SEOUL, South Korea — The worst labor strife in South Korea's history drove down the flow of exports by $772 million in August, an 18.5% decline from July, the Bank of Korea disclosed Tuesday.
Overseas sales after strikes began to sweep the country in July still registered a 20.3% gain, compared to August, 1986. The $4-billion trade surplus for the first eight months remained 35.2% above the same period the year before, the bank reported.
A surplus in current accounts also plummeted to $468 million in August from $1.1 billion in July. But for the first eight months, the measure of both trade and such non-trade transactions as shipping, tourism and insurance payments amounted to $5.7 billion, a 38.4% gain, compared to the same period last year.
The announcement came as the last of the major strikes that swept nearly 60% of South Korea's large firms came to an end at the massive Hyundai shipyard in Ulsan. Hyundai Heavy Industries Co. said 20,887 workers, or 97% of its employees, reported for work Tuesday as 4,500 riot police stood guard.
The workers marched into the plant, without incident, past about 300 picketing Hyundai laborers who demanded that the strike continue until 40 jailed workers are released.
Management credited a letter written from a jail cell by Lee Hyong Gon, a leader of a newly formed union at the nation's largest shipyard, with ending the violent 21-day strike.
Lee appealed to workers to accept management's offer of a 14% wage increase, retroactive to Sept. 1, and a pledge to try to secure the release of arrested workers before Oct. 7, the date of Chusok, the traditional full moon fall festival that is celebrated as a national holiday. Workers had been demanding a 17% wage increase, while management had earlier refused to go beyond an 11% raise.
Turmoil at the shipyard began in late July but calmed down after the government intervened in mid-August, ordering the management to meet most of the workers' demands. It erupted again Sept. 1, forcing the firm to shut down the plant.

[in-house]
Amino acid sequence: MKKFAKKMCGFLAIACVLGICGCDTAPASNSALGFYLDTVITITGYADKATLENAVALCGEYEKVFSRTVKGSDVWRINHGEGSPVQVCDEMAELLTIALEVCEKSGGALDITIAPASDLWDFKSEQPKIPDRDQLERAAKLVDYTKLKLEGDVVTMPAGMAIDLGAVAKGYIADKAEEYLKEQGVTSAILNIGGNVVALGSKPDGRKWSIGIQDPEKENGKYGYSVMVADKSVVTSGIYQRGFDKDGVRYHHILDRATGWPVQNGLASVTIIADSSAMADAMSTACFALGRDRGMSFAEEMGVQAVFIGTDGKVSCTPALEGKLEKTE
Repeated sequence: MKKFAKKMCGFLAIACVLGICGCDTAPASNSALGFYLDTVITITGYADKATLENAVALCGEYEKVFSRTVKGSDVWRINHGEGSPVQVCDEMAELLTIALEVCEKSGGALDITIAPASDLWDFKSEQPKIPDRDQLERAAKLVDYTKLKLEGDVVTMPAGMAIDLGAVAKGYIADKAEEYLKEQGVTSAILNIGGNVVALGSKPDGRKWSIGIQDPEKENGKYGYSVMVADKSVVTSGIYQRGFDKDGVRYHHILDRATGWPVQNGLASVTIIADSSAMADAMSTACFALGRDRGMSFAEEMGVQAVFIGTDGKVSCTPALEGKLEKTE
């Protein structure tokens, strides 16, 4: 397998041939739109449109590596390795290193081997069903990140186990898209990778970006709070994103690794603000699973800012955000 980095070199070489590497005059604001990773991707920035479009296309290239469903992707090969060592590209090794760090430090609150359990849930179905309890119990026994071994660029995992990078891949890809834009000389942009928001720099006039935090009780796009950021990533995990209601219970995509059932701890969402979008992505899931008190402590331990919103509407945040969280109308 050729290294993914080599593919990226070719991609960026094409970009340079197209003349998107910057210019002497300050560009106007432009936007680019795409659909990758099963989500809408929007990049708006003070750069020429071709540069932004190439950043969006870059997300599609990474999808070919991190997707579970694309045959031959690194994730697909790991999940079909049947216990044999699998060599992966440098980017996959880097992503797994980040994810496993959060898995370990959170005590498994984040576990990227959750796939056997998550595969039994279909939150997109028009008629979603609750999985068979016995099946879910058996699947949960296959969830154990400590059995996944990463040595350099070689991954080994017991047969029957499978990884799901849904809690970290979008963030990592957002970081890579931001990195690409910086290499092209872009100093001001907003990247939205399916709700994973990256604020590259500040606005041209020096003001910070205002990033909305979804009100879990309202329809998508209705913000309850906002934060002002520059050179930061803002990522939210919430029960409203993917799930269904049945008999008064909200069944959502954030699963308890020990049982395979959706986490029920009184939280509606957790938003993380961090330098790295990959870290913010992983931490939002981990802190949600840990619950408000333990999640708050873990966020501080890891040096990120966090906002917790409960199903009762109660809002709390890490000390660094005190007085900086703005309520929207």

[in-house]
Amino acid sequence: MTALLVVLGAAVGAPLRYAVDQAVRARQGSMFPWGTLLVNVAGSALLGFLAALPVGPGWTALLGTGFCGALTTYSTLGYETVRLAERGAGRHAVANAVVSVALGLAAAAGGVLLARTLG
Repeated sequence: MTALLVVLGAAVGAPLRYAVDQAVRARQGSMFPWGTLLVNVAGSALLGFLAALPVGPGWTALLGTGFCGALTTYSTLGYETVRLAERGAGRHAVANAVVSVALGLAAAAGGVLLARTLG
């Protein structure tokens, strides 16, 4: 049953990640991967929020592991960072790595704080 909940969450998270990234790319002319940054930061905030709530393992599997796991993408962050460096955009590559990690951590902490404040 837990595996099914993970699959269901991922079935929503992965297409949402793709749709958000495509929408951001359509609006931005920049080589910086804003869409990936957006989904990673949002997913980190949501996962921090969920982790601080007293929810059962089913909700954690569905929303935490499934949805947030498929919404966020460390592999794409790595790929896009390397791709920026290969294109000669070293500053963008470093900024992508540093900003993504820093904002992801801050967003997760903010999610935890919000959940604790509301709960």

Since July 1, strikes have affected 3,400 work sites, or more than the total affected during all of the past 11 years. Turmoil erupted after Roh Tae Woo, the ruling Democratic Justice Party's candidate to succeed President Chun Doo Hwan in an election to be held by Dec. 20, promised June 29 to end authoritarian rule and transform South Korea into a democracy.
Since then, Roh and the ruling party have proposed revisions to both the constitution and labor laws that would guarantee workers the right to bargain collectively, to stage strikes and to organize freely and establish industrywide unions.
Employers, who have been forced to grant workers wage increases averaging 18%, including normal pay raises approved earlier in the year, have said they may be forced to trim payrolls by as many as 500,000 workers to shave costs.
Nearly $2 billion worth of production has been lost in the often-violent strife that has swept 58% of the firms employing more than 1,000 workers, the government has announced. Although the turmoil now appears to be dying out, exports are expected to fall about $2.5 billion short of the government's goal of $45 billion by the end of the year.
Even that kind of shortfall, however, would still leave the nation with $7.8 billion more in exports than last year, or a gain of 22% for the year.
The labor strife also precipitated a halt in the appreciation of the won, South Korea's currency, which rose 6% in value against the dollar through the end of June. Since then, the won has gained only 0.4% in value, stirring new complaints from the United States. American officials have been urging South Korea to let its currency rise in value to curtail a growing trade surplus with the United States, which last year reached $7.1 billion.
A senior government official Tuesday told foreign correspondents that the Korean currency would remain at its current level of about 800 won to a dollar for the foreseeable future.
By halting appreciation of the won , South Korean government officials were reportedly hoping to compensate exporters for the increase in labor costs that they otherwise would have borne from a more valuable won . A higher won forces manufacturers either to raise prices in dollars or accept less profit in won for their exports.
The Bank of Korea said exports of machinery, toys, textiles and electronics goods continued an upward spiral in August despite labor troubles.
Only overseas shipments of automobiles, down 2.1%, and tires, which dipped 4.2%, declined in absolute amounts, compared to year earlier, the bank said.
In July, auto exports, mostly to the United States, had soared 108%, compared to the same month a year earlier.
Even tourism was unaffected by the turmoil, with earnings from foreigners' spending here rising to $128 million, up 44% from a year earlier, the bank said.